US Stamps

From the President’s House to the White House

Apr 16, 2024, 8 AM

U.S. Stamp Notes by John M. Hotchner

Shown in Figure 1 is an envelope from 1894 with the return address “Executive Mansion.” Given that it is postmarked Washington, D.C., it can be surmised that the correspondence was from the office of President Grover Cleveland (1885-89, 1893-97).

The next such cover I have, shown here in Figure 2, is from 1917 when Woodrow Wilson was president (1913-21). This cover has a return address of “The White House.”

This raises the question: When did the name change?

The answer is that President Theodore Roosevelt officially named the building “The White House” in 1901 by having the words “The White House — Washington” engraved on the president’s stationery and all official papers prepared for his signature.

The website of the White House Historical Association provides the specifics:

“On October 17, 1901, President Theodore Roosevelt’s secretary George B. Cortelyou sent a letter to Secretary of State John Hay. At Roosevelt’s direction, Cortelyou asked Secretary Hay and his staff to change ‘the headings, or date lines, of all official papers and documents requiring his [Roosevelt’s] signature, from ‘Executive Mansion’ to ‘White House.’ Similar directives were sent to other cabinet secretaries, and Roosevelt changed the presidential stationery shortly thereafter as well.”

Having answered that question, let’s look again at the 1894 cover in Figure 1. It is addressed to the Hon. Lambert Tree, at Chicago, Ind. It appears the letter got to Indianapolis, where someone in the U.S. Post Office Department applied a handstamp saying, “No such office in state named” and sent it back to Washington.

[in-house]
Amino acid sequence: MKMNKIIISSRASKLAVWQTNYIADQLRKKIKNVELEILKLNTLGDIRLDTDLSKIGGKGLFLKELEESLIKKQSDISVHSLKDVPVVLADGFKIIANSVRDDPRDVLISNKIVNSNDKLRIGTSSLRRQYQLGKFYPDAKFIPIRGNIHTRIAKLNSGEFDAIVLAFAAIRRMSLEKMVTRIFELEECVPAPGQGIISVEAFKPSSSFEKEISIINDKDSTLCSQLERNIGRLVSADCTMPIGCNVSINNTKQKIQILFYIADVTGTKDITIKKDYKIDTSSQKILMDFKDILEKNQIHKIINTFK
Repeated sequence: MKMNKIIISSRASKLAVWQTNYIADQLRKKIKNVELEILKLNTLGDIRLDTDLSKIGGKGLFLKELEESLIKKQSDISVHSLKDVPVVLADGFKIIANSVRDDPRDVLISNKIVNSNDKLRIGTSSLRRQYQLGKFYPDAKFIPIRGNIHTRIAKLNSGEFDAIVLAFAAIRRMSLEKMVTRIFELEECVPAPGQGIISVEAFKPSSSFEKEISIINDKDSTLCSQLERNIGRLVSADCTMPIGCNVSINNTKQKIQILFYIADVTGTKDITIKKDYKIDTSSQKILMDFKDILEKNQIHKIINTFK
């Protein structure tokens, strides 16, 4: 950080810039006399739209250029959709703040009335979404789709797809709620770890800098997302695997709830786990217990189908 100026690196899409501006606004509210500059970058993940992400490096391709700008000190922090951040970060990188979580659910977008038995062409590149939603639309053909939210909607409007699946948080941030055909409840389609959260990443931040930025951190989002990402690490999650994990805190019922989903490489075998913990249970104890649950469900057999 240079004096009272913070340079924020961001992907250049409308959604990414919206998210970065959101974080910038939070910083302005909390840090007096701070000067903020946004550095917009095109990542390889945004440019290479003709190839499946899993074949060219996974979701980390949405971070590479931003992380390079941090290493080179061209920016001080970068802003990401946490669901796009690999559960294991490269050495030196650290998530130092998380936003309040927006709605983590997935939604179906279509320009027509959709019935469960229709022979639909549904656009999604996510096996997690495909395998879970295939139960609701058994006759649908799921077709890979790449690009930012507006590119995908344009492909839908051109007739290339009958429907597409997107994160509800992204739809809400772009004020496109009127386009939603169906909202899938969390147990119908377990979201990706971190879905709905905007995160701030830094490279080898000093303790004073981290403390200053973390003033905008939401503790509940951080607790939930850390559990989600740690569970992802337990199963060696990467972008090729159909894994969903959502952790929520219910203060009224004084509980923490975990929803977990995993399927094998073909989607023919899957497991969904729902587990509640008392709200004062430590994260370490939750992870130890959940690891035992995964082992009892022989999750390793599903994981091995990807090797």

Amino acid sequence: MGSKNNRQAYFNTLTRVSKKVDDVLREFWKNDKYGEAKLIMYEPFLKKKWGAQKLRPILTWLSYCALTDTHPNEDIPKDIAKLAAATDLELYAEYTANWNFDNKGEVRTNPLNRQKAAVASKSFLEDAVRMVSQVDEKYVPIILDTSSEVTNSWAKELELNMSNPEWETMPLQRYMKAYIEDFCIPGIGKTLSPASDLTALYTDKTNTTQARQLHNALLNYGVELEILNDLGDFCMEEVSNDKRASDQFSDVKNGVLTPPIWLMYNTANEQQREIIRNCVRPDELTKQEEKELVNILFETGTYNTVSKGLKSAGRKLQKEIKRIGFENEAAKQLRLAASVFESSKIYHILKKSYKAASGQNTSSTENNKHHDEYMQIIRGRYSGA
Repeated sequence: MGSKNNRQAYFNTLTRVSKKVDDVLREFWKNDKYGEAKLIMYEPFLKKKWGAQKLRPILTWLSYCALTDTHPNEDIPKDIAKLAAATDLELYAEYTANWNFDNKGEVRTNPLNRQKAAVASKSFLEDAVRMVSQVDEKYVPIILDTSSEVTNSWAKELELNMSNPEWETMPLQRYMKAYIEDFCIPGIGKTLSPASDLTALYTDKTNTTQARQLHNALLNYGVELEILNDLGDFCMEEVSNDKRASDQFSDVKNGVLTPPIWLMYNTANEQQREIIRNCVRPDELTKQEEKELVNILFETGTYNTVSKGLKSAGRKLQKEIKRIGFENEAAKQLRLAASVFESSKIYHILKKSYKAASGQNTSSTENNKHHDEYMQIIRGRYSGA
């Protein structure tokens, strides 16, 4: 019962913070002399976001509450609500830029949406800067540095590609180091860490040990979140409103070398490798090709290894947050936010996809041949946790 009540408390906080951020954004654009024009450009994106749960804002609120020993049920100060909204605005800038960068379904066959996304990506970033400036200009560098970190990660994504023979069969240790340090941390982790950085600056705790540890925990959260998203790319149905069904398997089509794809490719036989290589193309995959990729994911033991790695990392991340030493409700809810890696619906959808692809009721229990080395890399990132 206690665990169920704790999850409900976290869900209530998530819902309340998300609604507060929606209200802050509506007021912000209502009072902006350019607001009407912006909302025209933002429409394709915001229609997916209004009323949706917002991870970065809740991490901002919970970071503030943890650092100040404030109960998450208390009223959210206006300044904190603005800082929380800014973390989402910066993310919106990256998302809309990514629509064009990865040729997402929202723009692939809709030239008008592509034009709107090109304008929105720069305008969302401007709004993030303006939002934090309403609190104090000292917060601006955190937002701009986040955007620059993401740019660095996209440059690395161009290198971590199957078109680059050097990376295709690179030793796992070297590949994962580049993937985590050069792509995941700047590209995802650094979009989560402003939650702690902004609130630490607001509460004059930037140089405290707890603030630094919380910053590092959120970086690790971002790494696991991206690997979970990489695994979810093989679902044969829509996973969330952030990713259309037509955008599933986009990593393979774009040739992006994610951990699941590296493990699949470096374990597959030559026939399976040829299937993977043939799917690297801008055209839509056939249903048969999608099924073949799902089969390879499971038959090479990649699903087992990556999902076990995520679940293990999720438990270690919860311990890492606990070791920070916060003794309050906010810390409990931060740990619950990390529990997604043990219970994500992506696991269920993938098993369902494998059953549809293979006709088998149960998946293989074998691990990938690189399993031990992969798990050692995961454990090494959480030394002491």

The president’s office corrected the address to Illinois, and remailed it with another 2¢ in postage, sending it to where it should have gone in the first place. Unfortunately, the correspondence that was in the envelope is missing.

Tree (1832-1910) served from 1885 to 1889 as Cleveland’s minister to Belgium, now titled ambassador, and then briefly as minister to Russia. Later, Tree and his wife were esteemed patrons of the arts in Chicago.

The card that was inside the 1917 envelope is shown in Figure 3. It reads, “The President thanks you cordially for the good will which prompted your kind message, which has helped to reassure him and keep him in heart.”

In May 1917, the United States had recently declared war on Germany. Thus, President Wilson was heavily engaged in preparing the United States for war and having American troops in Europe trained for the fight.

Likely, the addressee had written a letter supporting the United States’ entry into the war, and the card, with somewhat archaic language, was the acknowledgment.

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